How’s that capacity plan going? By David Smith on May 6, 2022
As many readers may be aware, I have long advocated that every firm needs a production manager. Part of that job is to ensure that the business has sufficient capacity to get the work done and develop new work. In these resource constrained times, this is no easy challenge. While, before COVID, there were still significant challenges in finding quality labour, as things have opened up more recently, the labour shortage has become acute. Many recruiters are reporting that this has been the toughest market in living memory.
The critical shortage is then leading to direct targeting of people on LinkedIn increasing significantly the risk of losing team members.
So, in a world with constrained resources, it is critical that longer term planning occurs to ensure that the firm has its resource settings right. Allowances need to be made for the potential for increased churn where experience and client knowledge is lost which directly impacts the productivity and effectiveness of income team members.
As firms are framing their budgets for 22/23, a capacity plan needs to be a critical component of the plan.
A capacity plan is quite a simple concept:
Part 1 is to perform a “bottom up” calculation
- What productivity should you expect from each team member (hours charged to clients)?
Part of this calculation considers the hours available. I have tended to use 1,650 hours (52 weeks, less 2 weeks leave, less 2 weeks public holidays, less 2 weeks other leave) – 44 weeks * 7.5 hours per day.
More recently, some firms are reducing available hours by a further week (and sometimes more) to allow for lost time relating to COVID isolation.
Some have also found that productivity is being lost by senior staff needing to spend additional time training new recruits as they have experienced increased churn of team members in their firm.
- What is the appropriate charge rate for that team member? As we see inflation starting to bite, do we need to start planning for rate increases. Some readers, who were working in the 1980s, would recall periods when quarterly rate increases were contemplated.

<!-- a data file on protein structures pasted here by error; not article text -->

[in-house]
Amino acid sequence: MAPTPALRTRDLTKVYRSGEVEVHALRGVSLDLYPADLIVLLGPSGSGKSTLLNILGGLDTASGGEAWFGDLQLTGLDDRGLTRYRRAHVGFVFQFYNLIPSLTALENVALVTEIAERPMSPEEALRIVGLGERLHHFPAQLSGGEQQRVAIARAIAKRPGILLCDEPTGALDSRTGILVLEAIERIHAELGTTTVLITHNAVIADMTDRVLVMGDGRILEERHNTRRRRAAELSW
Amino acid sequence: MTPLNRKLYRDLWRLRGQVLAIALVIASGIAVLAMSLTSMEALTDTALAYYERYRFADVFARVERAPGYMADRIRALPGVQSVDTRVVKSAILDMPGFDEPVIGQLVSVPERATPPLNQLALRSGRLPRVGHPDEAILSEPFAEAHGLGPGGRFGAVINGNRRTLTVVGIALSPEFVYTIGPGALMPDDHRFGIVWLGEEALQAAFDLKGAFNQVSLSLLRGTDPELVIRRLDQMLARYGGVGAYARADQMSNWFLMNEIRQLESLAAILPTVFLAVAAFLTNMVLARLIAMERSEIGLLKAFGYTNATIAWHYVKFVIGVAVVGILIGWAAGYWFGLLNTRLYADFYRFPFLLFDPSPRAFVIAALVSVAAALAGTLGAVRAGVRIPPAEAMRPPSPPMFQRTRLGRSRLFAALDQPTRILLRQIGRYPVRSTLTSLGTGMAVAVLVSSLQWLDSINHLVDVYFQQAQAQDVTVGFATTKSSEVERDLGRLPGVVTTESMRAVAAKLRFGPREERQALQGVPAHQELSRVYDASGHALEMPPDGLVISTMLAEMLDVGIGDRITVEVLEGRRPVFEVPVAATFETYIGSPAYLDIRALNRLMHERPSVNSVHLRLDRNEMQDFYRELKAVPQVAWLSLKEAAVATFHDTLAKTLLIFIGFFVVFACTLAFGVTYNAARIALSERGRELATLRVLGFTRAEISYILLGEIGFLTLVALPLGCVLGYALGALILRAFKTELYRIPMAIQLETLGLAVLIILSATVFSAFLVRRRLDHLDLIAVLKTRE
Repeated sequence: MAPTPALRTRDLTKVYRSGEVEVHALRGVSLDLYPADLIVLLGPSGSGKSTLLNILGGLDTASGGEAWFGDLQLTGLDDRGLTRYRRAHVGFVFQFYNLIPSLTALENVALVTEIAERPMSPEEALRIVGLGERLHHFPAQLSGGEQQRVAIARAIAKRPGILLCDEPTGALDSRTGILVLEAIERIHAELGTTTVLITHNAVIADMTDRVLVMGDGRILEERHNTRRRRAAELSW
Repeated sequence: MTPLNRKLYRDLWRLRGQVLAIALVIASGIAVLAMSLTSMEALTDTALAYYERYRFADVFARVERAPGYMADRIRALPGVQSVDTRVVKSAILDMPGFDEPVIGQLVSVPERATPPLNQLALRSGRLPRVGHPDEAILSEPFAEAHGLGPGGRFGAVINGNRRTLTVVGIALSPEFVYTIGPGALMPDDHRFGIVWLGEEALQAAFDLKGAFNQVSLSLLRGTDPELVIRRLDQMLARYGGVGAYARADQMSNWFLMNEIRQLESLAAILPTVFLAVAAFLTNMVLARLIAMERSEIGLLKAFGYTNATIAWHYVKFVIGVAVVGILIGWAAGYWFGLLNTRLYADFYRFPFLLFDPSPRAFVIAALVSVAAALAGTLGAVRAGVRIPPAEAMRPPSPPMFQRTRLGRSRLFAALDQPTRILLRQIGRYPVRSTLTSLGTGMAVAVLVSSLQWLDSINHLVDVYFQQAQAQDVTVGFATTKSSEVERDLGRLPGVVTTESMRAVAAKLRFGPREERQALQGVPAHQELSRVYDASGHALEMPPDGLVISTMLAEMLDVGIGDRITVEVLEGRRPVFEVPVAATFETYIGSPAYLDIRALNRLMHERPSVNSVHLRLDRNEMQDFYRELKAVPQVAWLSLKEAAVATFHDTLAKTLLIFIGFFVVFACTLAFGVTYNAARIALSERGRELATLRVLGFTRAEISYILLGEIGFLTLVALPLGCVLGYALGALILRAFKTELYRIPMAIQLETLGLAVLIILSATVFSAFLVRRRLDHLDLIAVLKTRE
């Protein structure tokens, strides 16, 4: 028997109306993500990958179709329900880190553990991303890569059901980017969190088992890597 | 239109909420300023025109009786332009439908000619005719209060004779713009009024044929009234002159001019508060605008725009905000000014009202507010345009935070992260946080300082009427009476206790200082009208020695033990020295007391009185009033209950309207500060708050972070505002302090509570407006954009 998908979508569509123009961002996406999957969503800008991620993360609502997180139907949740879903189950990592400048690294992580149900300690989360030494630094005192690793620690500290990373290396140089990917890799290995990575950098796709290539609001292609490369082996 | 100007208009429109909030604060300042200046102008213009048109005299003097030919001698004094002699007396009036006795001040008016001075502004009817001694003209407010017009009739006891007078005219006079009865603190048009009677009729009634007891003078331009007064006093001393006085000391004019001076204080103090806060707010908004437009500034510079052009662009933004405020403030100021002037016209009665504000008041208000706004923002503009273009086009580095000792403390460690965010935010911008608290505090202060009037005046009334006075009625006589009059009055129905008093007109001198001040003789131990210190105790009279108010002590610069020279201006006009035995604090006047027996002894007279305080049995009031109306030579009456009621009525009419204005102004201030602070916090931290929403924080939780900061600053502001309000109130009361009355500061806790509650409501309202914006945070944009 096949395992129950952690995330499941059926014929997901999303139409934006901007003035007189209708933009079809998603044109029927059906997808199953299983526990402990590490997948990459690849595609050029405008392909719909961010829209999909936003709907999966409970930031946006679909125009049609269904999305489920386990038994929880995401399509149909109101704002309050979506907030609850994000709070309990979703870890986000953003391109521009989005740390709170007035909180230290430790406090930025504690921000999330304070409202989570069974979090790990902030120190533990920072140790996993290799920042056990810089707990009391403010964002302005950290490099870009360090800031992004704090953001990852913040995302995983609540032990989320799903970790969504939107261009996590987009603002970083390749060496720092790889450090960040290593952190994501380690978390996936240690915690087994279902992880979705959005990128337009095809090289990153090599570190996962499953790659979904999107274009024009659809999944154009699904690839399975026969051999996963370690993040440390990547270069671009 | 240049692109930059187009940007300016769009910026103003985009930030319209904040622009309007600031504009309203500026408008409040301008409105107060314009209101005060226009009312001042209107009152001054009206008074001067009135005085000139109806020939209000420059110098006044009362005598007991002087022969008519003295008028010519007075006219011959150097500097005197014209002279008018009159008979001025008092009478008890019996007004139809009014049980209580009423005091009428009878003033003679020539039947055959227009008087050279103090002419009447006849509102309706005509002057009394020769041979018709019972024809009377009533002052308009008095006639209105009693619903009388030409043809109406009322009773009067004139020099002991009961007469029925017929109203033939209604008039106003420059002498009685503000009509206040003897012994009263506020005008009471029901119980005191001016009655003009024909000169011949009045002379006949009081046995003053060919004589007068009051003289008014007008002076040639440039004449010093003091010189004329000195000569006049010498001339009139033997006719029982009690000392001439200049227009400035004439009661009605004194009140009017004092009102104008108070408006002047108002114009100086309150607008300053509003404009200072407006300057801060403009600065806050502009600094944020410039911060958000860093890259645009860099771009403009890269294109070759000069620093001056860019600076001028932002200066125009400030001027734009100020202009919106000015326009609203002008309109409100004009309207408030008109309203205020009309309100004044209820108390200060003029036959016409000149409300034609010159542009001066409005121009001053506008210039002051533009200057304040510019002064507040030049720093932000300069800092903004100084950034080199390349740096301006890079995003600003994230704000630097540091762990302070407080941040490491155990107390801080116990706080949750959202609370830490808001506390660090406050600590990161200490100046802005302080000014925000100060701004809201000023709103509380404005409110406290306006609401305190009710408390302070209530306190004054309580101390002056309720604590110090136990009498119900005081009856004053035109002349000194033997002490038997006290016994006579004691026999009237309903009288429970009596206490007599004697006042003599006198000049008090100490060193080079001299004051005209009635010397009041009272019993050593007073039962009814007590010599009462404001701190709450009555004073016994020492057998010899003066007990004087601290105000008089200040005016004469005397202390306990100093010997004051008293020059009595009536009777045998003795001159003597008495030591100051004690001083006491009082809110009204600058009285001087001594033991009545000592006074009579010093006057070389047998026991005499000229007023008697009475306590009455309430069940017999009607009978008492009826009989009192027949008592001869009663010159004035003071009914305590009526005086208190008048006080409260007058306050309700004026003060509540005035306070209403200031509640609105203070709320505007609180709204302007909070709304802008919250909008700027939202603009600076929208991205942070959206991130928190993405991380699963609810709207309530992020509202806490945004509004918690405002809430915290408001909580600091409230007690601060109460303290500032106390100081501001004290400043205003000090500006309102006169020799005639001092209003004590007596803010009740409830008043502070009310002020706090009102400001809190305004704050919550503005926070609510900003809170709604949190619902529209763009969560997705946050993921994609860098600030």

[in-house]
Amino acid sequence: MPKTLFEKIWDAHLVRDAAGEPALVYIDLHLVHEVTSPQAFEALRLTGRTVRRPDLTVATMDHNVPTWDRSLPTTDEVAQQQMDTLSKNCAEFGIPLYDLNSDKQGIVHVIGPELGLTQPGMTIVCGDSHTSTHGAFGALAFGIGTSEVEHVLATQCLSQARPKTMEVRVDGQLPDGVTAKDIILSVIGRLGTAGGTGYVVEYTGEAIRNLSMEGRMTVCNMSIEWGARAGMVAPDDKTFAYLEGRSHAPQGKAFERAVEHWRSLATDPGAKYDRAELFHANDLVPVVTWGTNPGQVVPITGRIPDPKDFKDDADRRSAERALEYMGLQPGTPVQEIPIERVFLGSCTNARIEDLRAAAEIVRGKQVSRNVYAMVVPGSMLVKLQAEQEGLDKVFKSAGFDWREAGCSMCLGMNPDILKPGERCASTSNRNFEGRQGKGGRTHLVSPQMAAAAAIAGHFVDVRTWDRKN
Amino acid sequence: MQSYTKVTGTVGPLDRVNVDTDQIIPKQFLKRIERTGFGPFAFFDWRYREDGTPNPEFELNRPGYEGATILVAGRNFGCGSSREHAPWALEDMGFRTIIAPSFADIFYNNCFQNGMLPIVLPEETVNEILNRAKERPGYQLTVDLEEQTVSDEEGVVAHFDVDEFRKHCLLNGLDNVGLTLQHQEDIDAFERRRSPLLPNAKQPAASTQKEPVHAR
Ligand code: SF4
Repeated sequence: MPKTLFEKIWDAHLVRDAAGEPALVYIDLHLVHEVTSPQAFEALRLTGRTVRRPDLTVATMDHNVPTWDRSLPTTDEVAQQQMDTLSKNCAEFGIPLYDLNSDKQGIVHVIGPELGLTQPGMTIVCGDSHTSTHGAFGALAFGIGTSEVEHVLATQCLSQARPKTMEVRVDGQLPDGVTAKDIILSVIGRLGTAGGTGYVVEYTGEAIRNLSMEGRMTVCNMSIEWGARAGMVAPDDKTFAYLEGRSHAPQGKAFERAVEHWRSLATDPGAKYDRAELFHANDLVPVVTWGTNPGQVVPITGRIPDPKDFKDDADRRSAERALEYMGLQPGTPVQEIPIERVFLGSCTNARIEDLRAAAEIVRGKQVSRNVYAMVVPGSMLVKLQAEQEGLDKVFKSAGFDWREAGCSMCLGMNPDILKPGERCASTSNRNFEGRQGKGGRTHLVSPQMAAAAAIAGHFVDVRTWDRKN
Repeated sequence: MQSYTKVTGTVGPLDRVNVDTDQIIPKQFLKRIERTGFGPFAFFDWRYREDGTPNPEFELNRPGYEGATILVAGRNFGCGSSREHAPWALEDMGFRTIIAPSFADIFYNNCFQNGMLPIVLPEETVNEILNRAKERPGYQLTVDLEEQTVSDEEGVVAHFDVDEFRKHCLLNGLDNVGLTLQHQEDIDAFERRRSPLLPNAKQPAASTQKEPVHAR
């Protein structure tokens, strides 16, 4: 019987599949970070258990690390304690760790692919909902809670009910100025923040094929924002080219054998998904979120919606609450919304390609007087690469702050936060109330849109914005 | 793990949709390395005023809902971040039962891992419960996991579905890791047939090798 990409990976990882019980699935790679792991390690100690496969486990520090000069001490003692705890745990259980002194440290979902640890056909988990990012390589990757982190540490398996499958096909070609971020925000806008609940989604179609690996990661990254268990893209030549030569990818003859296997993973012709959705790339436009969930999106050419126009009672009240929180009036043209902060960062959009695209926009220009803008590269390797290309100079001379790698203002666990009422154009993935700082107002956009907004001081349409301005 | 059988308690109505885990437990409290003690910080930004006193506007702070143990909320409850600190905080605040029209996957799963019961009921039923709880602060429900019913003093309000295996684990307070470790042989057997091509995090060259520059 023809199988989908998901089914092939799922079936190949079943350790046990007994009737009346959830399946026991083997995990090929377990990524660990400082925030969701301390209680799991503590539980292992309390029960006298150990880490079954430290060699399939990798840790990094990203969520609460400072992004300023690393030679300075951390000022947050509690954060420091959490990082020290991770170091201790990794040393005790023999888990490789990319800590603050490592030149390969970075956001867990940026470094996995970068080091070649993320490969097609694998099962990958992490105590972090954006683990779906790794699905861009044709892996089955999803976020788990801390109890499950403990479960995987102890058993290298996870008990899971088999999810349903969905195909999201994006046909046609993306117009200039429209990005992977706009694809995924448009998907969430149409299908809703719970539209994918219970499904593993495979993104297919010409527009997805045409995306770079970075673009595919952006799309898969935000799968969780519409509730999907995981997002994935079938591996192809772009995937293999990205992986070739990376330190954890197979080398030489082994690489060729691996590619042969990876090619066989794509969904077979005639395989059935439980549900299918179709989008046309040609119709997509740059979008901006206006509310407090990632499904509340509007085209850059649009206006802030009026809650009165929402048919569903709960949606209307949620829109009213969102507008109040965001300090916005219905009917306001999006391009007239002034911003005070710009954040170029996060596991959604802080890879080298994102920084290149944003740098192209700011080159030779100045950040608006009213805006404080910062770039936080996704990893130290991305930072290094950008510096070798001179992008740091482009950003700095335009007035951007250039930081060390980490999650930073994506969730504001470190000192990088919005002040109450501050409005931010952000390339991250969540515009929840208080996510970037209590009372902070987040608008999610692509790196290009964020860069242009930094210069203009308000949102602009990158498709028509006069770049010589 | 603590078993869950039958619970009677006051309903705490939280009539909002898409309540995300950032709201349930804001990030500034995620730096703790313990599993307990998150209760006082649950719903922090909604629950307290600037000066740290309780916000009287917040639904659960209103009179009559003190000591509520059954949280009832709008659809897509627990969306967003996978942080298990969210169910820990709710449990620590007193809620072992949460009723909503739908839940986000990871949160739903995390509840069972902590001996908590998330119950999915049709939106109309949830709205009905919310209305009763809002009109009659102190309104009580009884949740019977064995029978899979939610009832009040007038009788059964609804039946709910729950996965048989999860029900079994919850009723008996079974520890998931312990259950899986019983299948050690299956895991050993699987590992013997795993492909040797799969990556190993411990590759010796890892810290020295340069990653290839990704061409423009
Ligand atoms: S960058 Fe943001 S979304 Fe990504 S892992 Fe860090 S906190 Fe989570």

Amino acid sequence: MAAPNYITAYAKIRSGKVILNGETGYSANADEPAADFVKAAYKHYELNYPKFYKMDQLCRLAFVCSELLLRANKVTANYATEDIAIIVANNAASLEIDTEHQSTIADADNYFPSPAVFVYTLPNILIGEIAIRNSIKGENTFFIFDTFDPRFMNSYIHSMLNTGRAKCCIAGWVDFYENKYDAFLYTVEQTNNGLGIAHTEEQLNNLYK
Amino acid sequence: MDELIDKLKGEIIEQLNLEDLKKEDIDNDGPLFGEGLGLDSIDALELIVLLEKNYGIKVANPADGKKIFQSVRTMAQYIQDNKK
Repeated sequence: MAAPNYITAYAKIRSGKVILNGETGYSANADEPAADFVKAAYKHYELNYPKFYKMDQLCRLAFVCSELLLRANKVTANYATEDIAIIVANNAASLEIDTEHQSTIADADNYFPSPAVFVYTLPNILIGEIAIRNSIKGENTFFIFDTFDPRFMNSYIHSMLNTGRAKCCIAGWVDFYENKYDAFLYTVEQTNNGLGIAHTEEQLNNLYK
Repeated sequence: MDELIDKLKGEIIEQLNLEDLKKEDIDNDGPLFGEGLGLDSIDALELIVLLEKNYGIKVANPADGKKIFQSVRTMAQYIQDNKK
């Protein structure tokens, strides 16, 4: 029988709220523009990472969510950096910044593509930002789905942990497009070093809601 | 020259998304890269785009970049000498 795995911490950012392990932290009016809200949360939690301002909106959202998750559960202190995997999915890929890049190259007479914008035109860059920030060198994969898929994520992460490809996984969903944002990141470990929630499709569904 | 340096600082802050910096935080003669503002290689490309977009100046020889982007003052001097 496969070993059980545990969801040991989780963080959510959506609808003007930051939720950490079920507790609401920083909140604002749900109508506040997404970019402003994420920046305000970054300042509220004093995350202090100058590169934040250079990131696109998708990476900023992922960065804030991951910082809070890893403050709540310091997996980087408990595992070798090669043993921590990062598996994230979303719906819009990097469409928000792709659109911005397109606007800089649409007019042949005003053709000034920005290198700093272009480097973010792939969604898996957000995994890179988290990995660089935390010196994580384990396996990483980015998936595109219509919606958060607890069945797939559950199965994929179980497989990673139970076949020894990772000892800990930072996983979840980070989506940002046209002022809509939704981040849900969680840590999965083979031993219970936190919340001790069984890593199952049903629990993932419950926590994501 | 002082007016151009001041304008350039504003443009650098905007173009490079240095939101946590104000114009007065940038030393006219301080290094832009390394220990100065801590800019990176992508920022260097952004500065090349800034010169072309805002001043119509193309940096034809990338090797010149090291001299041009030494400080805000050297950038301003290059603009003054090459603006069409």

- What level of write-off/on should be planned. As a minimum an improvement on last year’s performance should be planned.
If you then multiply the hours in 1 with the rates in 2 and add or subtract the write-off/on you should end up with your productive capacity.
Part 2 is to perform a “top down” calculation to estimate what you will bill clients
- What is your expected fees from each client after allowing for price increases
- What is a fair target for unknown special work
By then subtracting Part 2 from Part 1 you can determine your level of excess capacity or capacity shortfall.
Clearly, the calculation is not 100% accurate as it doesn’t take into account capacity shortages or surpluses for people at different levels in the firm or at different times during the year but it gives some approximation of the situation.
A more accurate assessment can only occur by undertaking a detailed resource plan where time/team member and month is budgeted by client. It’s a big job to set this up but many have reported that it is one of the most effective ways to plan workflow and improve efficiency and client service.
Clearly, if there is a capacity shortfall action is needed:
- Find more labour (easier said than done). See our article from last year “Where have all the people gone?”
- Plan for overtime (some have needed to resort to this, this year). Clearly not ideal when team members are likely being targeted by others.
- Review processes and technology to unlock efficiency improvements. Every firm should have a plan to continuously review all of their processes to see if there is a better way for things to be done, taking new technologies into account. Contemplate what can be eliminated from processes.
- Ramp up your training to assist in ensuring people are optimising their effectiveness.
- Ponder a client cull. If resources are heavily constrained, now is not the time to spend time and energy on clients who don’t pay their bills on time or are difficult to deal with. As a minimum put the price up – whether they leave or if they accept the new price you’re better off.
The question also needs to be asked – what is the ideal situation regarding capacity? We have long advocated that a firm should be striving for 20% free capacity. This allows for the unexpected but also gives people the confidence to market and undertake business development activities to grow their business. Almost every practitioner will acknowledge that there are untapped needs in their client base. Due to resource constraints, they fall into the compliance vortex and don’t end up with sufficient time to engage with clients to unlock these opportunities.
So as you contemplate your 22/23 budget, get started with the capacity plan. It should be the first document prepared.
David Smith conducts firm reviews and facilitates the development of strategic plans and business plans. Contact David at [email protected] to explore how he may be able to help your firm.